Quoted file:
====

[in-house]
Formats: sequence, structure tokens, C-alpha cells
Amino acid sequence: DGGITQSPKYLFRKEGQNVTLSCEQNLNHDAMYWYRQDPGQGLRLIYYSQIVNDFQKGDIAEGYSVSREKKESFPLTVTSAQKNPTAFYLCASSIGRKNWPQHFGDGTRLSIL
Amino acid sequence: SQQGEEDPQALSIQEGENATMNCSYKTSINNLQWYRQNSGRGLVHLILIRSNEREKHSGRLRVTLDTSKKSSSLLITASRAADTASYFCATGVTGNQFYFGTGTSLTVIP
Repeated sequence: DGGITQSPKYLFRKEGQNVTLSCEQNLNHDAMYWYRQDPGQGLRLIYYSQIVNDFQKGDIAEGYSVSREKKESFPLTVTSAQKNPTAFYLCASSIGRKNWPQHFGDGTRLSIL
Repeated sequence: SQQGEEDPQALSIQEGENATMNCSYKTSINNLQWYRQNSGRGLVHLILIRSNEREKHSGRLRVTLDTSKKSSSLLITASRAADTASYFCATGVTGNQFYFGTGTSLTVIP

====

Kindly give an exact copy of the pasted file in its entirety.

[in-house]
Formats: sequence, structure tokens, C-alpha cells
Amino acid sequence: DGGITQSPKYLFRKEGQNVTLSCEQNLNHDAMYWYRQDPGQGLRLIYYSQIVNDFQKGDIAEGYSVSREKKESFPLTVTSAQKNPTAFYLCASSIGRKNWPQHFGDGTRLSIL
Amino acid sequence: SQQGEEDPQALSIQEGENATMNCSYKTSINNLQWYRQNSGRGLVHLILIRSNEREKHSGRLRVTLDTSKKSSSLLITASRAADTASYFCATGVTGNQFYFGTGTSLTVIP
Repeated sequence: DGGITQSPKYLFRKEGQNVTLSCEQNLNHDAMYWYRQDPGQGLRLIYYSQIVNDFQKGDIAEGYSVSREKKESFPLTVTSAQKNPTAFYLCASSIGRKNWPQHFGDGTRLSIL
Repeated sequence: SQQGEEDPQALSIQEGENATMNCSYKTSINNLQWYRQNSGRGLVHLILIRSNEREKHSGRLRVTLDTSKKSSSLLITASRAADTASYFCATGVTGNQFYFGTGTSLTVIP